The former Econo-Quik Gas & Car Wash site on Richards Avenue in Warrensburg has been off the tax rolls for at least 20 years due to underground pollution, which has now been remediated, freeing up the land for resale, according to a final engineering report issued by the state Department of Environmental Conservation. All that remains for the property to be unencumbered is a final certification from the state, a document which is pending.
A plot of prime downtown property — a vacant “brownfield” cordoned off for 12 years or so — will soon be available for commercial use, Warrensburg supervisor Kevin Geraghty told his town board this week.
After years of delay, a final engineering report was issued by the state Department of Environmental Conservation, which concludes that the site, once the Econo-Quik Car Wash & Gas Station, is now free of pollution exceeding state standards.
In 2001, the DEC mandated a cleanup of the site due to underground fuel contamination from fuel tanks on the site. In the intervening years, the agency oversaw cleanup of the site.
DEC’s final approval, freeing up the property for resale, is pending. Once the agency issues this certification, the town will be seeking to take ownership and sell the property to get it back on the tax rolls.
New dog Warden as Hall retires
Also, Geraghty announced that Brenda Barrett is to become the town Dog Warden as of Dec. 21, replacing Dave Hall who is retiring. Geraghty praised Hall’s performance, noting he has served in the position since 1981.
“Dave’s done an admirable job,” Geraghty said. “I’m sure we’ll miss him, but Brenda is willing and ready to do the job.”
Geraghty joked that in six months, she might change her mind.
“Welcome, Brenda — and farewell to Dave,” he said, noting that residents are now to call 538-3648 with their canine concerns.
Town Board actions:
In other business, the town board:
• Passed a resolution formally making all town owned recreational properties tobacco-free. Signs to declare the status are to be provided at no charge by the regional Tobacco-Free Coalition. Although the measure was initially drafted to cover all town properties, the board decided that it should apply to just the recreational facilities.
• Voted to purchase a one-year music performance license from the American Society of Composers, Authors & Publishers (ASCAP) so musicians at the town bandstand concerts could perform music protected by the union.
• Approved payment of $608 to the Warrensburgh Historical Society, drawn from Occupancy Tax Funds, for a newspaper advertisement.
• Agreed to pay $2,727 to Warrensburgh Beautification for advertising and spring flowering bulbs.
• Authorized paying $2,000 for a town ski program at Gore Mountain.
• Announced that the new town website is up and running, and that local businesses can obtain a link on the site to promote their respective businesses.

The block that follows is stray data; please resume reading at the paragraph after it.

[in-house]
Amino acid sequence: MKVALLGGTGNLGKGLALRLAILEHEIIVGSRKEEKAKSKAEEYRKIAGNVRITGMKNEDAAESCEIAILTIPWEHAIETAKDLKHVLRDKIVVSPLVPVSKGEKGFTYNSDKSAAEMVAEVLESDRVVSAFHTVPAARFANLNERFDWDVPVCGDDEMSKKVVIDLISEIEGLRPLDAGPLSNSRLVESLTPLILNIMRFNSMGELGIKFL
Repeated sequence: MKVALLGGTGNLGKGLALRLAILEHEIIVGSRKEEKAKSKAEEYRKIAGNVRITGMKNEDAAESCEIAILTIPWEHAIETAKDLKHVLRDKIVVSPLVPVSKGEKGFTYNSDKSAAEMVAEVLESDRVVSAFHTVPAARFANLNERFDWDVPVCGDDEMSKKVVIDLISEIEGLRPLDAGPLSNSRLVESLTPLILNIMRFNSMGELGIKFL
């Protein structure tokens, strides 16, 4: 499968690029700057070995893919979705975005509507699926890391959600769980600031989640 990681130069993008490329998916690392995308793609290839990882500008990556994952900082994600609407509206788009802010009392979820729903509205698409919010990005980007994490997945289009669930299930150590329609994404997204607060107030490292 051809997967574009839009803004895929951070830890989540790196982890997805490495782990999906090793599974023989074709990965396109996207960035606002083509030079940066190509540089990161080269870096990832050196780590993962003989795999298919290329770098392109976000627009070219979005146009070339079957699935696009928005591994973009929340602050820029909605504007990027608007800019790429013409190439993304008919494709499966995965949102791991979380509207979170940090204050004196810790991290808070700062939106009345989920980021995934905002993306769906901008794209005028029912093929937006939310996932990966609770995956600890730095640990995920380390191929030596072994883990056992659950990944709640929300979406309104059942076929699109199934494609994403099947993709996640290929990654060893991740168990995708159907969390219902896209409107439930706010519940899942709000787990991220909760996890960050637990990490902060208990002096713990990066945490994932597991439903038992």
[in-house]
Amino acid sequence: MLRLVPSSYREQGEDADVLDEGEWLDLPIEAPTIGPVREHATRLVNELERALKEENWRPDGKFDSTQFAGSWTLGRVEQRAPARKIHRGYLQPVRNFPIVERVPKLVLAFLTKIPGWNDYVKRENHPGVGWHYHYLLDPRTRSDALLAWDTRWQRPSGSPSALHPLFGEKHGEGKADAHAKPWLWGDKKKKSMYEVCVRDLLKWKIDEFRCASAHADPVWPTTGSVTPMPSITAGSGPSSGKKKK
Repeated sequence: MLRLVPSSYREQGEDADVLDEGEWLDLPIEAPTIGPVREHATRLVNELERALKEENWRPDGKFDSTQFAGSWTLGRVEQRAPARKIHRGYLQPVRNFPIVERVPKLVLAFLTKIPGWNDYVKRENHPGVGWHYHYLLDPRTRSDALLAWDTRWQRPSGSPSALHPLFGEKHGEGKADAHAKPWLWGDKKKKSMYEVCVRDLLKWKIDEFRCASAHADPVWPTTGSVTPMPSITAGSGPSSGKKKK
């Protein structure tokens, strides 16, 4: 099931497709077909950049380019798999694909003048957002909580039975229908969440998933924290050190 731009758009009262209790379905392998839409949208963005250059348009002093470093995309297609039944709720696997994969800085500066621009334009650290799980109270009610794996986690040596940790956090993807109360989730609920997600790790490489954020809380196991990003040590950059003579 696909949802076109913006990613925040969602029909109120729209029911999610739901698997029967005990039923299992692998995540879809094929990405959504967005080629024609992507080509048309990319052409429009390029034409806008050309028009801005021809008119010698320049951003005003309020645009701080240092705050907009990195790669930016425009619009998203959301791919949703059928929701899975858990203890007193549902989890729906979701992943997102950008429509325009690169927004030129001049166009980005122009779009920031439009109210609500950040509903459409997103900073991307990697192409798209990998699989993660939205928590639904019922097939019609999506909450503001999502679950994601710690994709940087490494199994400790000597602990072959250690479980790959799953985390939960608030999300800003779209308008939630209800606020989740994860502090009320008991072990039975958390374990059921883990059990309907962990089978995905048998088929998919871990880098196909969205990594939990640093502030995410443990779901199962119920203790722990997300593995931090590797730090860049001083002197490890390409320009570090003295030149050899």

• Heard that on May 19, a bicycle rally based in Chestertown, with 100 bike riders, has Warrensburg as one of its primary stops. The event is to feature a theme of fighting the global war on terrorism.
• Heard that a contest was launched to develop a new town logo designed. Entries are now now being accepted at the town hall, or through the town website. The artist of the chosen entry is to win goods and services donated by local businesses.
• Learned from from local history museum director Steve Parisi that the museum is developing an audio tour for exhibits, to be playable through visitors’ cell phones. He also said that the Warrensburgh Historical Society was seeking to obtain one of the turbines used in the 1800s to harness water power for a local riverside mill.
• Were informed that most residents taking trash to the landfill are now segregating plastic materials for recycling. The first load of recyclable plastic transported recently for recycling earned the town $128 – plus the avoided cost of disposal, town board member Linda Baker Marcella said.
“In the long run, this will benefit everybody,” said Marcella, who has spearheaded expansion of recycling in town. Sandi Parisi asked if such conservation efforts could be expanded to include composting leaves and lawn clippings. Supervisor Geraghty said the idea would be explored.
Citizens are slashing water use
Also, the town board was informed that the recent conversion to water meters has enabled the town to shut down one of the three wells that it normally runs in winter, saving electricity and water purification costs. Town water superintendent Tom Belden said the town is now pumping 250,000 gallons per day instead of the average of $300,000 gallons per day. Town board member John Alexander noted that this cutback by local water customers would save the water district many thousands of dollars per year, which would be reflected in the savings passed on eventually to district residents. The reduction in water use also means that the water district – recently producing at capacity — can now accommodate new customers, including commercial clients, without expenses of developing new wells and storage capacity.
“Thanks to all those in the water district for hanging in there,” Alexander said, referring to the process of converting to water meters.